Officials: Iran behind drone attack on US base in Syria

Pro-Iran outlets say drone attack on Americans, Syrian allies at al-Tanf was in response for Israeli strike on Palmyra.

A French Dassault Rafale fighter jet, left, lands as an Israeli F-15, rear, waits to take off during a large multinational military exercise involving the US, Britain, Germany, Italy, Greece, India and France in southern Israel on October 24, 2021 [Tsafrir Abayov/AP Photo]

United States officials believe Iran was behind a drone attack last week at a military outpost at al-Tanf in southern Syria where American troops are based.

Officials said Monday the US believes that Iran provided resources and encouraged the attack, but that the drones were not launched from Iran, The Associated Press news service reported.

The drones were Iranian, and Iran appears to have facilitated their use, officials said, speaking on condition of anonymity to discuss details that have not been made public.

Officials said they believe the attacks involved as many as five drones laden with explosive charges, and that they hit both the US side of al-Tanf garrison and the side where Syrian opposition forces reside.

There were no reported injuries or deaths as a result of the attack but it comes in a period of rising tensions between the US and Iran. The Biden administration this week said international diplomatic efforts to get Iran back into a 2015 nuclear deal were at a “critical place” and that US patience was wearing thin.

US and coalition troops are based at al-Tanf to train Syrian forces on patrols to counter Islamic State militants. The base is located on a road that serves as a vital link for Iranian-backed forces from Tehran to southern Lebanon and Israel.

The Iranian Revolutionary Guard unveiled a new drone in May that has a 35-hour flight duration and is capable of carrying 13 bombs more than 2,000 kilometres ( 1,240 miles) [Sepahnews via AP]

Pentagon spokesman John Kirby declined to provide details when asked about the report during a news conference Monday.

Kirby called it a “complex, coordinated and deliberate attack” and said the US has seen similar ones before from Shia militia groups that are backed by Iran. But he would not go into specifics and said he had no update on the munitions used in the attack.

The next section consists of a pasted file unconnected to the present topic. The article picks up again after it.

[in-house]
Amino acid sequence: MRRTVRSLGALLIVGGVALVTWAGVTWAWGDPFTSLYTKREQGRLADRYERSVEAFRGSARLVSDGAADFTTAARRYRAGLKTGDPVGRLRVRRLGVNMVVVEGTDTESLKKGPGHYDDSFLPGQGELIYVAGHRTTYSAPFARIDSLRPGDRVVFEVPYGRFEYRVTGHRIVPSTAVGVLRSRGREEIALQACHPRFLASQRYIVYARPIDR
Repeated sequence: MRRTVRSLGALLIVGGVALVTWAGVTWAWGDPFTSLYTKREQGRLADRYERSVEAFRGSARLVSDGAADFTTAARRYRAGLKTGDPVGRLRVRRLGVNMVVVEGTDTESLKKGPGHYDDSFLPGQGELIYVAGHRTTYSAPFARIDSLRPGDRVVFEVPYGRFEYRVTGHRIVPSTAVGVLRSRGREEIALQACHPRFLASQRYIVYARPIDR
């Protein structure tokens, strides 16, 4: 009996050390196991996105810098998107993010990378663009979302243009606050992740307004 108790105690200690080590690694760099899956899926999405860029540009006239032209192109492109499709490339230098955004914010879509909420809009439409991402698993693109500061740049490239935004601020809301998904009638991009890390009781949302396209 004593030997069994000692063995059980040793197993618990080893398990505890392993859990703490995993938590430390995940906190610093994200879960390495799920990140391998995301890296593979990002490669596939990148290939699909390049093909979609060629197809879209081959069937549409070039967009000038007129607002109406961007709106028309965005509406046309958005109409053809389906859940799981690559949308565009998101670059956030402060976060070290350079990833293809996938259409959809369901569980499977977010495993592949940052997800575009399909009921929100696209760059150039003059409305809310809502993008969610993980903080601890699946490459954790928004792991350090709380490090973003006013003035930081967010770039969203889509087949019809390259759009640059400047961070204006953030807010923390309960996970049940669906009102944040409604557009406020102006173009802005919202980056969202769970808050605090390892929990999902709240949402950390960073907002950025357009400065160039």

Kirby also declined to say if troops were warned ahead of time, or whether the US intends to make a military response.

“The protection and security of our troops overseas remain a paramount concern for the secretary,” Kirby said.

If there is to be a response, it will be at a time and a place and a manner of our choosing, and we certainly won’t get ahead of those kinds of decisions,” Kirby said.

Pro-Iran media outlets have been saying that the attack on al-Tanf was carried out by “Syria’s allies” – an apparent reference to Iran-backed groups – in retaliation for an Israeli strike days earlier near the ancient historic Syrian town of Palmyra. Israel has been blamed for the attack, but US officials say the US military was not involved.

The US provides $3.5bn a year in support of Israel’s military. The Israeli airstrike near Palmyra killed one Syrian soldier and three pro-Iranian fighters, according to a UK-based war monitor.

“You can consider that the strike on al-Tanf was an implementation” of previous promises by Syrian allies to retaliate for Palmyra, according to an official with the so-called Axis of Resistance, an anti-Western political-military alliance that includes Iran, Syria, Hezbollah and other groups fighting alongside Syrian President Bashar Assad’s forces.

The last major Iranian attack on US forces was in January 2020, when Tehran launched a barrage of ballistic missiles on al-Asad air base in Iraq.

US and coalition troops were warned of the incoming missiles and were able to take cover, but more than 100 US service members received traumatic brain injuries as a result of the blasts.

The Iran attack was in response to the US drone strike earlier that month near the Baghdad airport that killed Iranian General Qassem Soleimani and Iraqi militia leader Abu Mahdi al-Muhandis.

Two months after the al-Asad assault, US fighter jets struck five sites in retaliation, targeting Iranian-backed Shiite militia members believed responsible for the January rocket attack.

Source: AP